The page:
Remember Anthony Bologna? That’s right, the spray-happy cop from New York whose attack on protesters gave himself notoriety and the burgeoning Occupy movement a surge of public support.
He seemed to get away with it — no disciplinary action was taken. But now, he’s being sued by protesters for excessive force and New York City doesn’t want to let him use their lawyers. Looks like poor old Tony Baloney is on his own.
NEW YORK — New York City’s top cop is upset that the city’s legal department isn’t defending a police inspector who doused a group of women with pepper spray during the Occupy Wall Street protests. Chief city lawyer Michael Cardozo says NYPD Deputy Inspector Anthony Bologna violated agency rules when he used the spray on a group of demonstrators waiting on the sidewalk.
As a result, Bologna is paying for his own defense in a civil lawsuit filed by the women, and might have to pay damages out of his own pocket.
But Police Commissioner Raymond Kelly said Friday that the city’s stance could have a “chilling effect” on police officers. He told reporters it might make some officers hesitate to “engage.”
Well, if “engage” is anything like “abuse Americans exercising their rights”, then we can all agree a little hesitation is good thing.
My bologna has a first name, it’s “S-P-R-A-Y”
Video Update: NYPD arrest, abuse peaceful protesters
The NYPD and Mayor Bloomberg have not succeeded in shutting down Occupy Wall Street yet. In fact, on a Wednesday afternoon, around 200 protesters gathered in order to celebrate the birthday of folk singer-songwriter Woodie Guthrie, well known for his working class and pro-union sympathies. Though the exact circumstances are unclear, arrests and confrontations occurred both because protesters gave food to the homeless and because the police declared the sidewalk off-limits.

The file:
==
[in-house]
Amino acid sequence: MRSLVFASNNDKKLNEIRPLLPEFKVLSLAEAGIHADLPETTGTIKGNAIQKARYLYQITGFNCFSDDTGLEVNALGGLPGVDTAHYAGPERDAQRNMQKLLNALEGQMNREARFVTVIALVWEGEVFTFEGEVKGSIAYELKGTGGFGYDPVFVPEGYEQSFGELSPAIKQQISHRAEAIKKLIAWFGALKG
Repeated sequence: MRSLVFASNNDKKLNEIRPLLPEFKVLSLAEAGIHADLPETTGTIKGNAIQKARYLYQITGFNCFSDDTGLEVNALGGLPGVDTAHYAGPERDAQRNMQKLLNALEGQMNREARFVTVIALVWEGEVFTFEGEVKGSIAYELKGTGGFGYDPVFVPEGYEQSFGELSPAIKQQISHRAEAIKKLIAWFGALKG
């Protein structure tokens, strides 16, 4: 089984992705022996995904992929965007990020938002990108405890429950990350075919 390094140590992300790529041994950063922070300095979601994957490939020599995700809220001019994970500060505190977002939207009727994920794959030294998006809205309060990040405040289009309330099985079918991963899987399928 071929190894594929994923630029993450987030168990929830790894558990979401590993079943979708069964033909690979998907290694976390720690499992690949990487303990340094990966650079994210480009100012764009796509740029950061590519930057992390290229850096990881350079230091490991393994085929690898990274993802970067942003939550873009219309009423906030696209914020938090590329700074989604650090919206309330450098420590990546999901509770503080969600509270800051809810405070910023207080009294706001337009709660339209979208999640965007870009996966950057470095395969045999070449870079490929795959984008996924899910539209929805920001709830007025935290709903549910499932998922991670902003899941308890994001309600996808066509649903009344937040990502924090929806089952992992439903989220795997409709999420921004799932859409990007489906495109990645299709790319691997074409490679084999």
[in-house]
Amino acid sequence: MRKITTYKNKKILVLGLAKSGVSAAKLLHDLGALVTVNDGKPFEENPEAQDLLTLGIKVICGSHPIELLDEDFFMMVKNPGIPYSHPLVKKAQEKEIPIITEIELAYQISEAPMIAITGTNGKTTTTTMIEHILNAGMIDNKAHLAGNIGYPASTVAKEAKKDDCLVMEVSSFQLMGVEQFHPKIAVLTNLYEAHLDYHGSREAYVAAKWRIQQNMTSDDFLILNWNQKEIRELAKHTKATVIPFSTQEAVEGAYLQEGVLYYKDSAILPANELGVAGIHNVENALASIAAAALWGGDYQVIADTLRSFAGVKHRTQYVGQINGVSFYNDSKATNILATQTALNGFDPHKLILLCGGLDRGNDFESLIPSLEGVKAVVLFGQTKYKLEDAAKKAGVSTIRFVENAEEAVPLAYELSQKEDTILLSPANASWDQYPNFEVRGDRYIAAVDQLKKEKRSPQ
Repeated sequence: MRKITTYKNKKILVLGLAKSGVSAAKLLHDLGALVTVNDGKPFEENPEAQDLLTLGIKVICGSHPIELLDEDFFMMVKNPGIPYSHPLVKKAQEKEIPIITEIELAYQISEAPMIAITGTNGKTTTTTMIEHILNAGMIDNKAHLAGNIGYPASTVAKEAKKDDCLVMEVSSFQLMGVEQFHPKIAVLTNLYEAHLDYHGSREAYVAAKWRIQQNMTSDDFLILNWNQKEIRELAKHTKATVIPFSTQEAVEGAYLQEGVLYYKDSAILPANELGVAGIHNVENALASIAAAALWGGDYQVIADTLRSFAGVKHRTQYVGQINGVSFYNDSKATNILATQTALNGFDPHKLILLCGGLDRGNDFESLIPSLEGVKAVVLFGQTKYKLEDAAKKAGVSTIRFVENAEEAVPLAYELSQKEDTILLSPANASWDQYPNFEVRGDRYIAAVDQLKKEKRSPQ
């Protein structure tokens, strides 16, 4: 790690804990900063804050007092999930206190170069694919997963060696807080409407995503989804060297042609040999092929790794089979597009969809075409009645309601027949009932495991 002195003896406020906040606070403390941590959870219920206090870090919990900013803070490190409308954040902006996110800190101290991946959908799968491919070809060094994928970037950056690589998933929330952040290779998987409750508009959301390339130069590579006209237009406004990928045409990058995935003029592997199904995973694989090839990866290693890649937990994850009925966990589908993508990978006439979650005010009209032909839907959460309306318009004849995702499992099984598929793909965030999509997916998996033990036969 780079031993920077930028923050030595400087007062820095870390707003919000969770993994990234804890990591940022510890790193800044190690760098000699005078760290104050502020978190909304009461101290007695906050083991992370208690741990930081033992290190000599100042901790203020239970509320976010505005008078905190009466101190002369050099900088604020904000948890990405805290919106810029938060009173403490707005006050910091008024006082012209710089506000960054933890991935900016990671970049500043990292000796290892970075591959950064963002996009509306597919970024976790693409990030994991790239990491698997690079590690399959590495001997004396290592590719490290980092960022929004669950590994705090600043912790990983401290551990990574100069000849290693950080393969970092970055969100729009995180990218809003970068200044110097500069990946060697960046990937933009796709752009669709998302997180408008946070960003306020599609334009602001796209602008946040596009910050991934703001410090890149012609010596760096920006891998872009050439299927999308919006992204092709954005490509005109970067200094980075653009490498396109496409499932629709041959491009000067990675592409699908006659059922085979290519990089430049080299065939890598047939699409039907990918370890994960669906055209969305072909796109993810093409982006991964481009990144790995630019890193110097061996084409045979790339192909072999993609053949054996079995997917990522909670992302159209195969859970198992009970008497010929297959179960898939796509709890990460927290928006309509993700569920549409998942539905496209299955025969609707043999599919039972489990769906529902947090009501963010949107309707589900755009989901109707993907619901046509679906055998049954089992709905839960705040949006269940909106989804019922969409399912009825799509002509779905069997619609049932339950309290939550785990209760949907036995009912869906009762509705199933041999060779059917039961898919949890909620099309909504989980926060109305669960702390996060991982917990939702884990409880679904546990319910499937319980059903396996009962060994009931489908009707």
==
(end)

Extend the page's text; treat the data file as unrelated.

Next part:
The Associated Press reports one such incident:
One protester was injured in a scuffle between Occupy protesters and police officers at New York City’s Zuccotti Park during a rally marking the 100th birthday of the late folk singer-songwriter Woody Guthrie.
About 200 protesters spilled into the street Wednesday afternoon at the edge of the park. Police officers began pushing protesters back onto the sidewalk. One woman fell down and was later taken away in an ambulance. The protesters had ended a six-day march from the Liberty Bell in Philadelphia.
During the so-called Occupy Guitarmy rally, protesters sang Guthrie’s song “This Land Is Your Land” and gave speeches.
Image: protesters face police in Zucotti Park
LiveStream of Zucotti Protests, Eviction
Two days into 2012, and already much has happened and is happening regarding the Occupation. Here is a selection of stories:
- The Rose Parade went off without a hitch, despite mass speculation and fearmongering. What was the fearmongering about? The Occupy protest that took up the rear.
- Obama is concerned about the restrictions some people in Congress want to put on governmental power to apprehend terrorists! By which he means he doesn’t like the negative attention the problematic parts of the NDAA bill (which he just signed into law, problems and all) are getting.
- For more cheerful news, Occupy Our Homes is helping to push back against the banks…
- … and Interoccupy is coordinating between the Occupy groups to facilitate coordinated action!
- While the Daily Beast is hardly quiet about the Occupy protests, this little article gives yet another perspective on the lead up to these days, and the fight ahead.
- And here’s another article along the same veins from Truth Out, focusing this time on the similarities between Occupy and the populist movement of 1877.
- And just to wrap this up, if you really think concerns about NDAA are out there… well.
Remember, feel free to submit articles and news!
DJ John Knefel of BreakThru Radio shares his experience in the belly of the beast that is the NYC jail:
BreakThru Radio’s very own DJ John Knefel, stand up comedian and co-host of our news show Radio Dispatch, was arrested on Dec 12 during a peaceful Occupy Wall Street protest. John was taking video of the protesters and live-tweeting the scene, when he was subsequently arrested (with 17 others) for observing the scene and held in jail for an astounding 37 hours. His sister and co-host, Molly, questioned the arrest, and wrote about her experience on Salon.com and also appeared on Keith Olbermann to talk about the arrests.
There’s a transcript of Molly’s talk with Olbermann here, and the Salon article is here. All of this is worth a read!